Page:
ShareThis Page
News

'Art' entertains at Mountain Playhouse

| Friday, Sept. 7, 2001


It's been a half-dozen years since 'Art' made its debut in London. But as Yasmina Reza's play has made a stately progress from London's West End to Broadway to national tour and now to regional and community theaters, it has managed to retain its freshness and immediacy.

'Art' made its regional debut Wednesday at Mountain Playhouse, an Equity summer theater. Before the month is out, it's scheduled to make two additional appearances with openings at two semi-professional summer operations - Sept. 18 at Red Barn Theater in Hampton and Sept. 27 at Little Lake Theatre in Peters Township.

Part of the reason 'Art' retains its freshness is that it's a thoughtful exploration of a topic that hasn't been discussed to death - male friendships. Serge pays 200,000 francs (roughly $27,084) for a 4-foot-by-5-foot painting by Antrios, a fictional artist not unlike Robert Ryman. The painting's stark minimalist white canvas is relieved only by some faint white diagonal lines. His purchase confounds, offends and outrages his friend Marc. 'I can't love the Serge who's capable of buying that painting,' Marc complains.

When Marc looks for support from their mutual friend, the easygoing Yvan, he's let down by Yvan's acceptance of Serge's purchase. The painting becomes the thin wedge that cracks open the questioning and examination of this 15-year friendship.

Aside from the pleasure of imagining men who would pay big bucks for a work of art that doesn't feature the likenesses of Kordell Stewart or Willie Stargell, the play provides the amusement of listening to these high strung, but highly verbal and intelligent guys talk openly, if intellectually about the inner workings of male-to-male friendships in specific and friendships in general. What binds us to each other• How does the hierarchy of relationships maintain a balance over time•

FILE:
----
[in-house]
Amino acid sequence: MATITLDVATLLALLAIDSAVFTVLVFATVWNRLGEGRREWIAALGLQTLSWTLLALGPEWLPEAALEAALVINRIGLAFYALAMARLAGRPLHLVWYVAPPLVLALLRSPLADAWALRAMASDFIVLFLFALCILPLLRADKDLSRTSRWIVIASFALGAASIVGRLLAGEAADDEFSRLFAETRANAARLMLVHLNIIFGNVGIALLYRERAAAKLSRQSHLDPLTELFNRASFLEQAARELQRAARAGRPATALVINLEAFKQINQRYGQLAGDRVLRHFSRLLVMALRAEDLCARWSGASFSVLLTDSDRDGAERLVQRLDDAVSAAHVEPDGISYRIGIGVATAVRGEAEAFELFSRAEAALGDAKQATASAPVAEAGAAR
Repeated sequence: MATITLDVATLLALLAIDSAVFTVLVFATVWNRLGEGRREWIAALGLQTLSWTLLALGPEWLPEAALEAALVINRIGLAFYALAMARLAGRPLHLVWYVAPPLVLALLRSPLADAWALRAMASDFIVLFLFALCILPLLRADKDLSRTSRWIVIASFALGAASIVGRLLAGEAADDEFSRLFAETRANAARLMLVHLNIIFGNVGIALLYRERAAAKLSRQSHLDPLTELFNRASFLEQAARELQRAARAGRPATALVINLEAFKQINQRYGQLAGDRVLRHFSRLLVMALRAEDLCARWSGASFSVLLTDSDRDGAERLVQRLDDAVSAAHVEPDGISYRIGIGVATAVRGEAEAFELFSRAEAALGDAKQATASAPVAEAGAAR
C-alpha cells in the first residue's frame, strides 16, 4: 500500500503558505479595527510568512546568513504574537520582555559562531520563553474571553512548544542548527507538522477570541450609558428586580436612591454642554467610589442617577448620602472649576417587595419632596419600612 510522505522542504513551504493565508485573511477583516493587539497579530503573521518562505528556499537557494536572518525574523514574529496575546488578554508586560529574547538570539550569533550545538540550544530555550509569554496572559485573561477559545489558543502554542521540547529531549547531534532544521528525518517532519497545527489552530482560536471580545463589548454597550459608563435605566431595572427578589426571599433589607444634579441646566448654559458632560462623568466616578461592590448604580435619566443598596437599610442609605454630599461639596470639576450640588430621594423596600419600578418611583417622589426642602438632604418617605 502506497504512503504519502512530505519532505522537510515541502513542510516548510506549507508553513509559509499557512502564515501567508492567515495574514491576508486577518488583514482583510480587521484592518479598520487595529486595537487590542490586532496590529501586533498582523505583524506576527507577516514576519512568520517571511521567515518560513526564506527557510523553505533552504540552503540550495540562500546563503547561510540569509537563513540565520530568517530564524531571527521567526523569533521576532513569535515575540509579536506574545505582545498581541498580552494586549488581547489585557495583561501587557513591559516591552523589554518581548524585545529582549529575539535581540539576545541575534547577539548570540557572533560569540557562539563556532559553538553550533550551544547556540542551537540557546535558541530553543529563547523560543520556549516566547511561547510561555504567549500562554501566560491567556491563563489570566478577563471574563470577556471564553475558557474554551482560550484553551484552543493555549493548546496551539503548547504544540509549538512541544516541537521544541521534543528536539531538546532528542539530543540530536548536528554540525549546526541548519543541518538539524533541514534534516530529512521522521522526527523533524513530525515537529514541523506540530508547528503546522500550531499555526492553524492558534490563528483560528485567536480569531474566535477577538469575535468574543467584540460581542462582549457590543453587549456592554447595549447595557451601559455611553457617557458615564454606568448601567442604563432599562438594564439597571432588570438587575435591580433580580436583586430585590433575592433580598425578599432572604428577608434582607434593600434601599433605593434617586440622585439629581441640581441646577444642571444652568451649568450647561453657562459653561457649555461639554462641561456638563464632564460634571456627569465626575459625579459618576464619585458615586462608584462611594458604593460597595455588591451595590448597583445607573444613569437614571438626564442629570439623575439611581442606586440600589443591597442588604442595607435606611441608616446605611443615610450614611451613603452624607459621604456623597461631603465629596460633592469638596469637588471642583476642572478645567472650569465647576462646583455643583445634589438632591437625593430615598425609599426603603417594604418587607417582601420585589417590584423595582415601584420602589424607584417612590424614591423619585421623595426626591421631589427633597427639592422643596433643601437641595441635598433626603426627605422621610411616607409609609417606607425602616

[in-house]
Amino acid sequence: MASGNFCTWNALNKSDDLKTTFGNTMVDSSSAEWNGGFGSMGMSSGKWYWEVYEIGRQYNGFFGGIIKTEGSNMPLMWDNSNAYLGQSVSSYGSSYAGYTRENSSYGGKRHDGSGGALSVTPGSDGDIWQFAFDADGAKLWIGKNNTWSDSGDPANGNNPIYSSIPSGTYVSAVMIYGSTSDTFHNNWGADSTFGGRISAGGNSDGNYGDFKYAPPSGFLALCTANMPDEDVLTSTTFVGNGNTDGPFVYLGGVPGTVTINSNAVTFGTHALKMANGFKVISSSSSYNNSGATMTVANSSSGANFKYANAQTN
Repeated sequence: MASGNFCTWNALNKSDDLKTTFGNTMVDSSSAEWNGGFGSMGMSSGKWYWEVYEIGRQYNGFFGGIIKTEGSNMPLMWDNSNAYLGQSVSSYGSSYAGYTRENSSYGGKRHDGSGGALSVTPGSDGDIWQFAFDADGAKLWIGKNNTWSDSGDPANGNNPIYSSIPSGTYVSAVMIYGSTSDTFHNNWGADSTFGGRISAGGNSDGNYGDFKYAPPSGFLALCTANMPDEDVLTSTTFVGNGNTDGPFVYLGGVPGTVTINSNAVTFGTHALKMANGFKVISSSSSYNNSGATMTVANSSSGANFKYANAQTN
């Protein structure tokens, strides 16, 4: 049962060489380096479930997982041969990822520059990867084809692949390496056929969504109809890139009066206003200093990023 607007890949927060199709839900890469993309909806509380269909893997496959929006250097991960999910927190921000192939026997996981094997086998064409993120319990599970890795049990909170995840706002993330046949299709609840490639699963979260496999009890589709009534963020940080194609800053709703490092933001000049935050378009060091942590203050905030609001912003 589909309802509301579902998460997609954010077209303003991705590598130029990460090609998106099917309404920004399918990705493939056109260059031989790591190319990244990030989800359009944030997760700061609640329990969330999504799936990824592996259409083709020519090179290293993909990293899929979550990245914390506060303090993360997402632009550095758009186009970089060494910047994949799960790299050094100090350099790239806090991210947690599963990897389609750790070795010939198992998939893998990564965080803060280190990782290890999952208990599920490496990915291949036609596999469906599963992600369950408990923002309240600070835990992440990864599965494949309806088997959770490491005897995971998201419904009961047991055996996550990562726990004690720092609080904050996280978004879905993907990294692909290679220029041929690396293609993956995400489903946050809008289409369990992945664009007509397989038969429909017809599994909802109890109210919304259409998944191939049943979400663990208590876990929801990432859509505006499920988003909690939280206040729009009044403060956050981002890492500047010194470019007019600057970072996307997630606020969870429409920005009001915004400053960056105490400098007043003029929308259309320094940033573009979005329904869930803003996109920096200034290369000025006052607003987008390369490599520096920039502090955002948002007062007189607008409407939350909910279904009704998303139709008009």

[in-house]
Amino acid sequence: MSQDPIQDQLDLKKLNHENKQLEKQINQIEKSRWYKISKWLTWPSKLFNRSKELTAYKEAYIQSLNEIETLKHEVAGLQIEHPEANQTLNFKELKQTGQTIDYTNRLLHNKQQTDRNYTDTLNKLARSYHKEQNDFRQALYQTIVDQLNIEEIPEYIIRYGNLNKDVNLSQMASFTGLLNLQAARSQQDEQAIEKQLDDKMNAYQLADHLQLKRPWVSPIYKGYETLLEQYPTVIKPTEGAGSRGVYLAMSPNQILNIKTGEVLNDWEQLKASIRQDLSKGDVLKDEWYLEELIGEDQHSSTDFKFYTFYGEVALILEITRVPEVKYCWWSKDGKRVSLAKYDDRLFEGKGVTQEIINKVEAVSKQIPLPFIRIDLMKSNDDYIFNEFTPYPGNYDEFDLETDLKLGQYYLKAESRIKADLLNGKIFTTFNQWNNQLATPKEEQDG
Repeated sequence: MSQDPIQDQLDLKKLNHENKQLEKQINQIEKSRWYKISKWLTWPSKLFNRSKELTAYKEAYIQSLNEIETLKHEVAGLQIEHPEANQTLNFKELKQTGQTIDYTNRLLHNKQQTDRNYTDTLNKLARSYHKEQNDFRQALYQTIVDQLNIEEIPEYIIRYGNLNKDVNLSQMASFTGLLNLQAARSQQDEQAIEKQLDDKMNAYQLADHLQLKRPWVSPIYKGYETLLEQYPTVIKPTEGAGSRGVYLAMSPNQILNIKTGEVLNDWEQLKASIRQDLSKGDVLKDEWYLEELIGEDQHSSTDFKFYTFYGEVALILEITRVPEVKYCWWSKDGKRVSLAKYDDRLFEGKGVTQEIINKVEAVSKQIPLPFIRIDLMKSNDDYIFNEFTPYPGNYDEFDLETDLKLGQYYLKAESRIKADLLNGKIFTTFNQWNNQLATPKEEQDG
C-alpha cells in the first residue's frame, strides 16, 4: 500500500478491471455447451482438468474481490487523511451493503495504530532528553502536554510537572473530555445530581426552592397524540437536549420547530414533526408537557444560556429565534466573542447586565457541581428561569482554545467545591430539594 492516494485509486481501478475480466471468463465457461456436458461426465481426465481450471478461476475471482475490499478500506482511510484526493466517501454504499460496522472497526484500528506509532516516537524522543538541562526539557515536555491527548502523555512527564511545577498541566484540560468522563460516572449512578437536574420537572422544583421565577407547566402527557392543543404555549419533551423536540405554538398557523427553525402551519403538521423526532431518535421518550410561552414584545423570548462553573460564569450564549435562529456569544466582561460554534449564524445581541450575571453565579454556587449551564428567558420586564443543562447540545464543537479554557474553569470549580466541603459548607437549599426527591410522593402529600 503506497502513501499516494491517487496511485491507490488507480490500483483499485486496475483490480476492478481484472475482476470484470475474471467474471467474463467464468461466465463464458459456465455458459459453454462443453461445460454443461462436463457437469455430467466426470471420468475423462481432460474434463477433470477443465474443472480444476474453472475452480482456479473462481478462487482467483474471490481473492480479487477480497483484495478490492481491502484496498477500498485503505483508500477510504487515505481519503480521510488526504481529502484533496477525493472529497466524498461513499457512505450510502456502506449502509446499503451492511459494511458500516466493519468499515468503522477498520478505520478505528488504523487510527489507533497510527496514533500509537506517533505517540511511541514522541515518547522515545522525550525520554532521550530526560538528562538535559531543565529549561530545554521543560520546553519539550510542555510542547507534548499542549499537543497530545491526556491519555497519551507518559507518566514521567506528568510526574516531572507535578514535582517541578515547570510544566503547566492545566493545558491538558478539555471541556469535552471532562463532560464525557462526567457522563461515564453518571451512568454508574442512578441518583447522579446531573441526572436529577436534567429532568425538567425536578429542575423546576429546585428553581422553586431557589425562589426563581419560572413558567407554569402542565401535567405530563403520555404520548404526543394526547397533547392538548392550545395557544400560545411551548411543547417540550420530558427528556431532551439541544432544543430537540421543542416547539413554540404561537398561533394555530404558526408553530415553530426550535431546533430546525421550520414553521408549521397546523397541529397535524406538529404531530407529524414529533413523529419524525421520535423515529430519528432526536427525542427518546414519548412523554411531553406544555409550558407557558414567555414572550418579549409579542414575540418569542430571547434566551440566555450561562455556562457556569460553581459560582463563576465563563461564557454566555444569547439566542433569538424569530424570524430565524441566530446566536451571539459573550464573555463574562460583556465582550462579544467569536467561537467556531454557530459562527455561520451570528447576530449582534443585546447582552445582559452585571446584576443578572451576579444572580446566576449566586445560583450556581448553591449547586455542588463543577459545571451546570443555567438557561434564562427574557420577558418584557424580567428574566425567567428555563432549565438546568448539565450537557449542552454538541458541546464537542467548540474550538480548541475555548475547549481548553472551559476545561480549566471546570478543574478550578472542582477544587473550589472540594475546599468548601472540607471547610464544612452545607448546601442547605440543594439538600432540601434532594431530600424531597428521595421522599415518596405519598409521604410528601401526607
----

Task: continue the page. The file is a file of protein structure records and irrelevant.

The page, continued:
More importantly though, this production succeeds because of a cast of seasoned area actors familiar to Mountain Playhouse regulars who mine the humor and the pathos in the script. While there's much to keep an audience laughing through this 80-minute intermissionless piece, it's not a comedy per se. Reza digs below glib, surface questions and answers for responses that are more meaningful and rewarding.

As Serge, who sets things in motion with his purchase, Douglas Rees is articulate, sensitive, thoughtful and assertive in his choices - as a character and as an actor. Nick Ruggeri's feisty Marc might be a shade too quick tempered, but ultimately he's wonderfully expressive in vocalizing his dismay as well as his indignation. As the mild-mannered Yvan, Tom Schaller enlivens the bland characterization with bursts of passionate expression. An occasional line reminds you that you these guys are French, not American or English. But the actors themselves make it clear throughout that these are three completely straight guys who think it's perfectly normal to care intensely about art, ideas and each other.